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  • Print publication year: 2007
  • Online publication date: September 2009

7 - Overeducation in the labour market



One of the most important social developments of the past decades in western countries has been the increase in the educational level of the population. The increase in the education level of the workforce has been accompanied by higher than average growth rates for jobs for better-educated workers. Also, for a number of jobs there has been an upgrade in the skills needed to perform adequately. Despite this increase, we may ask whether the increase in the demand for better-educated labour has kept pace with the increase in the supply of skilled workers. If the growth in the supply of better-educated people outpaces the growth in demand, overeducation of the workforce is the likely result. Overeducation is defined as a job–worker match where the worker actually has more education than is required for the job (and conversely for undereducation). It is commonly measured in years. In 1981 Duncan and Hoffman started the overeducation literature by distinguishing education required for the job and actual education. In the 1980s Hartog (see Hartog and Oosterbeek, 1988) introduced the concept of overeducation in the Netherlands, and later continued to contribute (Hartog, 1993, 1997, 2000). At the end of the 1990s he concluded that the ORU specifications (based on over-, required, and undereducation) are useful extensions of the standard Mincer specification (see also chapter 1) but only if these specifications are embedded in structural labour models.

Surveying the literature of the past twenty-five years several explanations can be given for overeducation.

Blanchflower, D. and Oswald, A. (1994). The Wage Curve. Cambridge, MA: MIT Press.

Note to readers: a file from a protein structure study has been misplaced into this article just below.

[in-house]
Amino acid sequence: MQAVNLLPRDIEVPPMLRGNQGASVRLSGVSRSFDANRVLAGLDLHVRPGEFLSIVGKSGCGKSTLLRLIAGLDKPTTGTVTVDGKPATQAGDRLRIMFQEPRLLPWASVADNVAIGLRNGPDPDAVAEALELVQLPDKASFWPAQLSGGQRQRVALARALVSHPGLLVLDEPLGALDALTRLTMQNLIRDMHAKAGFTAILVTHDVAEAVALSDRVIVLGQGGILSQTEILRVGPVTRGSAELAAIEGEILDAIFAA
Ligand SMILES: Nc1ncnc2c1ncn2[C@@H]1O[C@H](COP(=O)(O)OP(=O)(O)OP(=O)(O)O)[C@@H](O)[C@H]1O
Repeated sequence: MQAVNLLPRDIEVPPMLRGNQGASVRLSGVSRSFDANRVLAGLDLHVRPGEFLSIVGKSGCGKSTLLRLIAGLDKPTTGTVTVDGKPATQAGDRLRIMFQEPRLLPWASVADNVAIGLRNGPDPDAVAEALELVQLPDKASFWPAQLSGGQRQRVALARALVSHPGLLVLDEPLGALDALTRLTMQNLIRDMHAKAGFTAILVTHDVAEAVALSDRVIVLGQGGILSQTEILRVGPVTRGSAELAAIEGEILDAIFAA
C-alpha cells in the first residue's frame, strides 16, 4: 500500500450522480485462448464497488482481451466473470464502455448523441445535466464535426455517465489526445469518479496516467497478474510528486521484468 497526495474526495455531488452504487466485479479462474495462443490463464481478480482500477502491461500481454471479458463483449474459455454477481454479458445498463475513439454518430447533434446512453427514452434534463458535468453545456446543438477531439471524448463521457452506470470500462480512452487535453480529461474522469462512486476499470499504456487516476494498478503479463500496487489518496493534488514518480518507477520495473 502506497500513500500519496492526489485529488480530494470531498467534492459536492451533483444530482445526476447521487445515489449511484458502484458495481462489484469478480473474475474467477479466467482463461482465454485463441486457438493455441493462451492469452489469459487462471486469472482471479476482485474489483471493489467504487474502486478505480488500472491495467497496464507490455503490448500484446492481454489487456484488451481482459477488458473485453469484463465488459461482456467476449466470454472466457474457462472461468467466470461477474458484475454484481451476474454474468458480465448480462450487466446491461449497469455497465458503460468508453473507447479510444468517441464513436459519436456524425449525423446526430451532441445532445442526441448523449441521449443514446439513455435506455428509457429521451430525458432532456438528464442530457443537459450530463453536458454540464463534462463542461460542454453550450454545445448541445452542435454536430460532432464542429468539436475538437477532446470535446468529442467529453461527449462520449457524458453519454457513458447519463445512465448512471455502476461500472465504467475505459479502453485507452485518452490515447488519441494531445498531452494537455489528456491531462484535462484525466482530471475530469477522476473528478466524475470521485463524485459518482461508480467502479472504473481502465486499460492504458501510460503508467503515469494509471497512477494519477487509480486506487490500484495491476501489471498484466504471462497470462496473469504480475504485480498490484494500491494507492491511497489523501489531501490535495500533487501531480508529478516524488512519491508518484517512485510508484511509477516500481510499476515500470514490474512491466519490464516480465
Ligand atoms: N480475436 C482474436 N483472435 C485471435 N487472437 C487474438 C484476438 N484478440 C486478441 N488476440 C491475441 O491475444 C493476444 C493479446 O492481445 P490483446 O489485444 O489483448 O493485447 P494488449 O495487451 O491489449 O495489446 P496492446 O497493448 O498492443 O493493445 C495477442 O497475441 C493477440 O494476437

Büchel, F. and Mertens, A. (2004). Overeducation, undereducation, and the theory of career mobility. Applied Economics, 36: 803–16.
Duncan, J. and Hoffman, S. (1981). The incidence and wage effects of overeducation. Economics of Education Review, 1: 75–86.
Groeneveld, S. and Hartog, J. (2004). Overeducation, wages and promotions within the firm. Labour Economics, 11: 701–14.
Groot, W. (1996). The incidence of, and returns to overeducation in the UK. Applied Economics, 28: 1345–50.
Groot, W. and Brink, H. Maassen (1996). Overscholing en verdringing op de arbeidsmarkt. Economisch Statistische Berichten, 4042: 74–7.
Groot, W. and Brink, H. Maassen(2000). Overeducation in the labor market: a meta-analysis. Economics of Education Review, 19: 149–58.
Groot, W. and H. Maassen van den Brink(2003). The dynamics of skill mismatches in the Dutch labor market, in Buchel, F., Mertens, A. and Grip, A. (eds.), Overeducation in Europe. Cheltenham: Edward Elgar Publishers, pp. 49–63.
Groot, W., Mekkelholt, E. and Oosterbeek, H. (1992). Further evidence on the wage curve. Economics Letters, 38: 355–59.
Hartog, J. (1993). On Human Capital and Individual Capabilities. Keynote speech to the European Association of Labour Economists, Maastricht, October.
Hartog, J.(1997). Wandering along the hills of ORU land, in Heijke, J. A. M., Education Training and Employment in the Knowledge-Based Economy. London: Macmillan.
Hartog, J.(2000). Over-education and earnings: where are we, where should we go? Economics of Education Review, 19: 131–47.
Hartog, J. and Oosterbeek, H. (1988). Education, allocation and earnings in the Netherlands: overschooling? Economics of Education Review, 7 (2): 185–94.
OECD (various years) Employment Outlook. Paris: Organization for Economic Cooperation and Development.
Rubb, S. (2003a). Overeducation: a short run or long run phenomenon for individuals? Economics of Education Review, 22: 389–94.
Rubb, S.(2003b). Overeducation in the labor market: a comment and re-analysis of a meta-analysis. Economics of Education Review, 22: 621–9.
Sicherman, N. (1991). ‘Overeducation’ in the labour market. Journal of Labour Economics, 9: 101–22.